That's a good question that came up during a session at today's ASA meeting. Technically, the answer is yes, but the consensus is that you shouldn't do it. As a first step, one appraiser suggests that you consult with the lawyer on your side first, before leaving. Hopefully your lawyer can mandate somewhat better behavior on the other side.
But some hardened experts feel that it's OK to enforce a break, even when a question is pending (one attendee commented that as far as he knows, there is no court rule that mandates that an expert not take a break). So, whether because of a hostile lawyer, or just because you want to check your work papers rather than answering from memory, it's OK to ask for time.
A trial lawyer who is in attendance said that a good way to disarm abusive lawyers is to repeat "you don't have to raise your voice with me" again and again. If the deposition is read at trial, the lawyer will be in a difficult situation.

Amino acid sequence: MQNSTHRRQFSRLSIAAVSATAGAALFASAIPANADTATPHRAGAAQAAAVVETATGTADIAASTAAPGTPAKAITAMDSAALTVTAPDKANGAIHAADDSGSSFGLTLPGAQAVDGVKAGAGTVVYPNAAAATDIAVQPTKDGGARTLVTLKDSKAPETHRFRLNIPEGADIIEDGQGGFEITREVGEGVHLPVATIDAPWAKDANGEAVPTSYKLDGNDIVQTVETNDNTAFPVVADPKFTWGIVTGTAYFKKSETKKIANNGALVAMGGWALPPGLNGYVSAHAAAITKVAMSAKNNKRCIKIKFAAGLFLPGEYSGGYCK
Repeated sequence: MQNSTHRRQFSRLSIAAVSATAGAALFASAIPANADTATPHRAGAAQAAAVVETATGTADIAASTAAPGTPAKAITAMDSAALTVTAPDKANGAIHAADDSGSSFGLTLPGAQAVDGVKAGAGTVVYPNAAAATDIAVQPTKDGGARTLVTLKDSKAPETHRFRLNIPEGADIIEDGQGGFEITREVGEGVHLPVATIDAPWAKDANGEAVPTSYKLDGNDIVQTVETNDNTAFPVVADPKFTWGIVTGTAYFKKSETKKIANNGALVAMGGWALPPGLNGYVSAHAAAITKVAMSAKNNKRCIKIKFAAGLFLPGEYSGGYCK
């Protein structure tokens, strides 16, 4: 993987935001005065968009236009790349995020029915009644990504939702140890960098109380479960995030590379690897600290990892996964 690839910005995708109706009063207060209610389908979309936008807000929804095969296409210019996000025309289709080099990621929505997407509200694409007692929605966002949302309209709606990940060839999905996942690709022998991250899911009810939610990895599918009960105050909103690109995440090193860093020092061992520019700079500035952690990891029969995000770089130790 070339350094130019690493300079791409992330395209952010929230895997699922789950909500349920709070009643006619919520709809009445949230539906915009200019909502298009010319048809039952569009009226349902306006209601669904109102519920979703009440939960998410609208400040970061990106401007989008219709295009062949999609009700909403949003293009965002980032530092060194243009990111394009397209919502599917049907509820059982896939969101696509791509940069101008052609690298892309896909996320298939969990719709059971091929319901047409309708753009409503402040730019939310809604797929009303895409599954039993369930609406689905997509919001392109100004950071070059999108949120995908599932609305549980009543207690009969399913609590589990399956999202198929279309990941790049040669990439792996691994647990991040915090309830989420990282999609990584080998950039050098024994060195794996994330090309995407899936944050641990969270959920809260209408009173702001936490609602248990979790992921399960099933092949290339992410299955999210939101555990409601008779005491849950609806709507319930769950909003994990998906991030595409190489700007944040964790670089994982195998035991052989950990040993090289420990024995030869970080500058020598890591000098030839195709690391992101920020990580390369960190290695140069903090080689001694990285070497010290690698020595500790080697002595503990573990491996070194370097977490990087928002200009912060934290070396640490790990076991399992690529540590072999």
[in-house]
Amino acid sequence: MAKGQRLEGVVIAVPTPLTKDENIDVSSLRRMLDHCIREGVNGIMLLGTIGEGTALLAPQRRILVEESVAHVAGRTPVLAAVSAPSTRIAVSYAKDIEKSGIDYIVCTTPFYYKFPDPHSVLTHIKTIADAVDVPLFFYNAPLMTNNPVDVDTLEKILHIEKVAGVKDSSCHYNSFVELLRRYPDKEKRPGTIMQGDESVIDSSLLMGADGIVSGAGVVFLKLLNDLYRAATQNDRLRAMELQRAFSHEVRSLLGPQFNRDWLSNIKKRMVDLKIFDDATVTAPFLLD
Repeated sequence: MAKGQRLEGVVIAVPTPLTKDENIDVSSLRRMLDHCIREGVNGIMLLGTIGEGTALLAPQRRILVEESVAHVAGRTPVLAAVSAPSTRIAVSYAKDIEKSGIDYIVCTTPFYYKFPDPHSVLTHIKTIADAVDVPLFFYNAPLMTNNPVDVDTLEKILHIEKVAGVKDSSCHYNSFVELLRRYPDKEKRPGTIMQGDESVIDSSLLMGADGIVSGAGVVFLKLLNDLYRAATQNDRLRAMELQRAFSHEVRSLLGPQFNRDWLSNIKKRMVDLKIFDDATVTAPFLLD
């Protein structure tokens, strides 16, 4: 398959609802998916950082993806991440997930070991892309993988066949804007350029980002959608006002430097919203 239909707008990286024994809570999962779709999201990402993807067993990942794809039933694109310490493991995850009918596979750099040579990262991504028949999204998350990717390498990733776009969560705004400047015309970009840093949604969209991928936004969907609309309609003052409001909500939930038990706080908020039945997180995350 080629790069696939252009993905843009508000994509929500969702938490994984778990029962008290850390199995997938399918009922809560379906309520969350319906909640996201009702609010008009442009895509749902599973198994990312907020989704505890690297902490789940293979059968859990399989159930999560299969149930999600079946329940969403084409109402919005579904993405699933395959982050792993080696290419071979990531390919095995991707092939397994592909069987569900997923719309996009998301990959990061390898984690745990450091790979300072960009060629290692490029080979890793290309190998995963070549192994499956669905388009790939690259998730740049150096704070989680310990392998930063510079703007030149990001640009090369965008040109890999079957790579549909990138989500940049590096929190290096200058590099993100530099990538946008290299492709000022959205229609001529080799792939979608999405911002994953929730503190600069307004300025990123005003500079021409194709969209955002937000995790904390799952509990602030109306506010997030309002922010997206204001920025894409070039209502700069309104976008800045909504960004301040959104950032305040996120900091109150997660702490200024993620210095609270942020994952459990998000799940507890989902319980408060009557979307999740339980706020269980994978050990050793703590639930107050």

Another appraiser reported a situation where a lawyer accused him of taking medication for loss of memory. It takes some courage to not respond to that kind of rudeness. If nothing else, at least talk to your attorney about it at the break. The transcript is ultimately what matters--so losing your temper will only make you look equally as bad.